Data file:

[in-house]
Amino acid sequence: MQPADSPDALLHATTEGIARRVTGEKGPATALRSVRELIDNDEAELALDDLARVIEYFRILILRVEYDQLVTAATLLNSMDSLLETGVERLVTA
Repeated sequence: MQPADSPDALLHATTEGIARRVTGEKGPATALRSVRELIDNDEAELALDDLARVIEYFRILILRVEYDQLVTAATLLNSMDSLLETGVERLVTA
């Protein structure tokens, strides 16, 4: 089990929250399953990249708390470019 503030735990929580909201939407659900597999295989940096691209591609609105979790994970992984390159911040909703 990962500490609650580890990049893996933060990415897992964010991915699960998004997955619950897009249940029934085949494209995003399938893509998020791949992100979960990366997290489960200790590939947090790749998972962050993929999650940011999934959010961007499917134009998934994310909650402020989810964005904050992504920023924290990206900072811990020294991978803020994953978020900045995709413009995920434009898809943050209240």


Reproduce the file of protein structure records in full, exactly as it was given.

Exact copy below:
[in-house]
Amino acid sequence: MQPADSPDALLHATTEGIARRVTGEKGPATALRSVRELIDNDEAELALDDLARVIEYFRILILRVEYDQLVTAATLLNSMDSLLETGVERLVTA
Repeated sequence: MQPADSPDALLHATTEGIARRVTGEKGPATALRSVRELIDNDEAELALDDLARVIEYFRILILRVEYDQLVTAATLLNSMDSLLETGVERLVTA
């Protein structure tokens, strides 16, 4: 089990929250399953990249708390470019 503030735990929580909201939407659900597999295989940096691209591609609105979790994970992984390159911040909703 990962500490609650580890990049893996933060990415897992964010991915699960998004997955619950897009249940029934085949494209995003399938893509998020791949992100979960990366997290489960200790590939947090790749998972962050993929999650940011999934959010961007499917134009998934994310909650402020989810964005904050992504920023924290990206900072811990020294991978803020994953978020900045995709413009995920434009898809943050209240």